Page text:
It seems we are in for more “mixed and messy” times…

living in Zootopia?

Given that the movie Zootopia came out in the spring when we were busy dealing with Grandma’s death, I saw it for the first time recently in our local late-run movie theater.  I found a number of uncomfortable parallels about racism, sexism, prejudice, jumping to often unwarranted conclusions, and fear and fear-mongering.

I feel like I am living in the midst of those things.

After the shootings in Baton Rouge yesterday, the public officials in Louisiana tried to quell rumors and pleaded for calm. President Obama then reiterated his calls for civility and for toning down divisive rhetoric, especially important as we enter two weeks of political conventions.

We need to pull together as community, as a nation, and as citizens of the world.

I am adding my voice to this effort, as I tried to do in this recent post.

I admit to being disheartened by those who are publicly blaming President Obama for the deaths of the police officers, following years of hateful rhetoric that has so many not only questioning our civic institutions’ legitimacy but also falling into violent extremism, hate speech, fear, mistrust, and/or hyper-individualism.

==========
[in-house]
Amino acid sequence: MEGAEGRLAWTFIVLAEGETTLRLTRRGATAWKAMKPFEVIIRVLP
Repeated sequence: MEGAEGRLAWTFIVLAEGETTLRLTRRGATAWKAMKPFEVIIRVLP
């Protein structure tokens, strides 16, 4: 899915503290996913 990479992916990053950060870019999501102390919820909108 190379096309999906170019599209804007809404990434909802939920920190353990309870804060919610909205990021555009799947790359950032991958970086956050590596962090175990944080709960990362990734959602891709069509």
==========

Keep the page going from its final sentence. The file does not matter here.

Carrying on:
We are better than this.

We have brains that can gather facts and reach reasonable conclusions from them.

We have hearts to love others and to move us to care for them.

We have bodies that enable us to interact with our loved ones and for the common good.

We must not allow ourselves to be bullied, misled, or blinded by hatred or fear.

We need each other.

We are connected to each other.

We must respect each other’s human dignity.

Never forget.

waking up to more violence

The level of violence in the United States and in the world was already much too high.

And then, there was this week.

It’s too much to bear.

Yet, we must go on.

But not with violence.

Not with vengeance.